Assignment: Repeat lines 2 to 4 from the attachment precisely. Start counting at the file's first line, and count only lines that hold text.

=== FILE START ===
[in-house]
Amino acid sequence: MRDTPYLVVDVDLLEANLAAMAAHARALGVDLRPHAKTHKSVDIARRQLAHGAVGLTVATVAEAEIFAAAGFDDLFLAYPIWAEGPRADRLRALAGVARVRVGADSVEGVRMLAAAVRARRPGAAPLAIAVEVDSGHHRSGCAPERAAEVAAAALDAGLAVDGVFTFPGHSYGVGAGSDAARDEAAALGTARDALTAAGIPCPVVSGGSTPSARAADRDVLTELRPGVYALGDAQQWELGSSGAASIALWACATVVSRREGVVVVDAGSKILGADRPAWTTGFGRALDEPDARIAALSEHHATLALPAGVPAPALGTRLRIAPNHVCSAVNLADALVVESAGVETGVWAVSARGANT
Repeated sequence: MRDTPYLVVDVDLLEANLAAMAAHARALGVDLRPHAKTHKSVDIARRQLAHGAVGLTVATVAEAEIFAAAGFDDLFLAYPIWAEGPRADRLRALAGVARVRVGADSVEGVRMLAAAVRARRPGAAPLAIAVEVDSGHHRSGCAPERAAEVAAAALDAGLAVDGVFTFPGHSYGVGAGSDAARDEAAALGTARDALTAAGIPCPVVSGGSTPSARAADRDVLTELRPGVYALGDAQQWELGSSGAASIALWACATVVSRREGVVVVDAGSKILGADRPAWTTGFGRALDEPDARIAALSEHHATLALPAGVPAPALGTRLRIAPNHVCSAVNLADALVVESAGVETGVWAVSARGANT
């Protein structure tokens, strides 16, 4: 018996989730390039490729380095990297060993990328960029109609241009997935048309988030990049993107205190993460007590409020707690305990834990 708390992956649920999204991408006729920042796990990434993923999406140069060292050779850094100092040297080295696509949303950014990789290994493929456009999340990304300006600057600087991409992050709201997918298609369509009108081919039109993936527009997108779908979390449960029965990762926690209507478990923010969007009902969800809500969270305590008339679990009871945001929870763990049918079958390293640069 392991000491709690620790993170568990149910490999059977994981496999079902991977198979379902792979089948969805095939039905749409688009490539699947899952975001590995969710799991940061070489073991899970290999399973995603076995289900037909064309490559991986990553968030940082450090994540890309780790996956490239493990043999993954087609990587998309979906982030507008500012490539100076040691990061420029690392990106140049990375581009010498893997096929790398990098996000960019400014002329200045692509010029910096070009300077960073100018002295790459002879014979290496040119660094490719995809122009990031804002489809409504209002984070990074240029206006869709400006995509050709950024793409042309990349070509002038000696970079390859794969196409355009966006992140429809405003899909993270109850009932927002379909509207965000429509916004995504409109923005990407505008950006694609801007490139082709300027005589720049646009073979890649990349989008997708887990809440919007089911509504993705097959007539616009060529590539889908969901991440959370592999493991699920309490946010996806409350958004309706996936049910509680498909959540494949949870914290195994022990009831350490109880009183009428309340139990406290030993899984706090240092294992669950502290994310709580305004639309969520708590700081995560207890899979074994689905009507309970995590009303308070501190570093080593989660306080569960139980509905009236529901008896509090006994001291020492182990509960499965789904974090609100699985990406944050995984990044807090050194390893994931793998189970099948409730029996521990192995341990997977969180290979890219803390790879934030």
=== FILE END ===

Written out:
Amino acid sequence: MRDTPYLVVDVDLLEANLAAMAAHARALGVDLRPHAKTHKSVDIARRQLAHGAVGLTVATVAEAEIFAAAGFDDLFLAYPIWAEGPRADRLRALAGVARVRVGADSVEGVRMLAAAVRARRPGAAPLAIAVEVDSGHHRSGCAPERAAEVAAAALDAGLAVDGVFTFPGHSYGVGAGSDAARDEAAALGTARDALTAAGIPCPVVSGGSTPSARAADRDVLTELRPGVYALGDAQQWELGSSGAASIALWACATVVSRREGVVVVDAGSKILGADRPAWTTGFGRALDEPDARIAALSEHHATLALPAGVPAPALGTRLRIAPNHVCSAVNLADALVVESAGVETGVWAVSARGANT
Repeated sequence: MRDTPYLVVDVDLLEANLAAMAAHARALGVDLRPHAKTHKSVDIARRQLAHGAVGLTVATVAEAEIFAAAGFDDLFLAYPIWAEGPRADRLRALAGVARVRVGADSVEGVRMLAAAVRARRPGAAPLAIAVEVDSGHHRSGCAPERAAEVAAAALDAGLAVDGVFTFPGHSYGVGAGSDAARDEAAALGTARDALTAAGIPCPVVSGGSTPSARAADRDVLTELRPGVYALGDAQQWELGSSGAASIALWACATVVSRREGVVVVDAGSKILGADRPAWTTGFGRALDEPDARIAALSEHHATLALPAGVPAPALGTRLRIAPNHVCSAVNLADALVVESAGVETGVWAVSARGANT
């Protein structure tokens, strides 16, 4: 018996989730390039490729380095990297060993990328960029109609241009997935048309988030990049993107205190993460007590409020707690305990834990 708390992956649920999204991408006729920042796990990434993923999406140069060292050779850094100092040297080295696509949303950014990789290994493929456009999340990304300006600057600087991409992050709201997918298609369509009108081919039109993936527009997108779908979390449960029965990762926690209507478990923010969007009902969800809500969270305590008339679990009871945001929870763990049918079958390293640069 392991000491709690620790993170568990149910490999059977994981496999079902991977198979379902792979089948969805095939039905749409688009490539699947899952975001590995969710799991940061070489073991899970290999399973995603076995289900037909064309490559991986990553968030940082450090994540890309780790996956490239493990043999993954087609990587998309979906982030507008500012490539100076040691990061420029690392990106140049990375581009010498893997096929790398990098996000960019400014002329200045692509010029910096070009300077960073100018002295790459002879014979290496040119660094490719995809122009990031804002489809409504209002984070990074240029206006869709400006995509050709950024793409042309990349070509002038000696970079390859794969196409355009966006992140429809405003899909993270109850009932927002379909509207965000429509916004995504409109923005990407505008950006694609801007490139082709300027005589720049646009073979890649990349989008997708887990809440919007089911509504993705097959007539616009060529590539889908969901991440959370592999493991699920309490946010996806409350958004309706996936049910509680498909959540494949949870914290195994022990009831350490109880009183009428309340139990406290030993899984706090240092294992669950502290994310709580305004639309969520708590700081995560207890899979074994689905009507309970995590009303308070501190570093080593989660306080569960139980509905009236529901008896509090006994001291020492182990509960499965789904974090609100699985990406944050995984990044807090050194390893994931793998189970099948409730029996521990192995341990997977969180290979890219803390790879934030």